Site History

Site History

 

Ransom Wood is located in the heart of Sherwood Forest. It is a site rich in history. Legend has it that Will Scarlet (one of Robin Hood’s Merry Men) is buried in a local church.

At the turn of the twentieth century, the site was developed as a privately and NUM funded hospital, renowned for the fresh air (a common method for curing illness was to have patients sleep on the open verandas of the wards).

Doctors, nurses and sisters accommodation was provided on site and it was in every way a living, working community.

The woodland was mostly replaced with Victorian style planted parkland, including decorative gardens with ponds for patients to relax around. There were approximately 20 buildings on site, all of a significant size with solid foundations. The whole park was heated from a central coal boiler fed by an underground network of ducts of which at least half a mile still exists and are large enough to be walked through.

With the arrival of World War 1, the nearby Clipstone camp used the huge area of neighbouring forestry to the east for military training and a massive network of trenches were dug over thousands of acres of woodland. The forestry has now taken much of these works back into nature.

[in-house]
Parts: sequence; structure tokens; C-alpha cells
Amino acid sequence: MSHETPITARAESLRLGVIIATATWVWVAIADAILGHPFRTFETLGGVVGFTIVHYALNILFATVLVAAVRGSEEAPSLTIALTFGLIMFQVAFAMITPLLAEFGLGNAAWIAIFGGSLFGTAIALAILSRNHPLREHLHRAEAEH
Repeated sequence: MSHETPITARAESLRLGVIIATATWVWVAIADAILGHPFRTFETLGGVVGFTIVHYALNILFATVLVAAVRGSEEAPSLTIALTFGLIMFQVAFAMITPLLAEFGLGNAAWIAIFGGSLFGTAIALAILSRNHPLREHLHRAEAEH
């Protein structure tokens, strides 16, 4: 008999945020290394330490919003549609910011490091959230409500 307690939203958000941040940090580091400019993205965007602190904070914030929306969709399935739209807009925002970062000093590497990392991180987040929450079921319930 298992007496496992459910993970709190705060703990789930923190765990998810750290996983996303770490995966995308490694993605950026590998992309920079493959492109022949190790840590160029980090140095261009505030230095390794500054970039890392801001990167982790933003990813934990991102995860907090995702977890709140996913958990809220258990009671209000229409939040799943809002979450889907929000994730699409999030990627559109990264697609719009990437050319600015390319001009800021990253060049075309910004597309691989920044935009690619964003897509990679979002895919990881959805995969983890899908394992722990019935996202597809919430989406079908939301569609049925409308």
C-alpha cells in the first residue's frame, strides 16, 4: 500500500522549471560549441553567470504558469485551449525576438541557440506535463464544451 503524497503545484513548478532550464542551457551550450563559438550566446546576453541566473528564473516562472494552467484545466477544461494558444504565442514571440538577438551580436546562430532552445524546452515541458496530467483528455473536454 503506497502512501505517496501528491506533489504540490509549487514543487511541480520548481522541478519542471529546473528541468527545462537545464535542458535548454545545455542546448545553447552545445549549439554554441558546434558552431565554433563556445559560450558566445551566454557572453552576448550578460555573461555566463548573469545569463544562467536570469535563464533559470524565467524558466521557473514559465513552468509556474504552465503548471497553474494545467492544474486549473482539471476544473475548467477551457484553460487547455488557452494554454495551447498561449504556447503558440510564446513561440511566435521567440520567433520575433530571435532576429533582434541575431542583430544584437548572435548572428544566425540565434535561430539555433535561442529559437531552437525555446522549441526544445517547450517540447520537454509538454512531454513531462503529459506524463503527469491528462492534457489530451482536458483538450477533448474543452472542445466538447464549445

Strawberry Knoll was known for the two heavy machine guns mounted on its summit known particularly well by the soldiers who had to crawl up that hill under live ammunition fire as a final part of their training. A local retired post-master tells of how his father used to make deliveries to our site in around 1913 and of how he recalled that you couldn’t see the trees for the troops that streamed through this site at the time and how he remembered two tanks parked up in the car park.

Almost the whole British army was de-mobbed at Clipstone and every one of those passed this site to get there.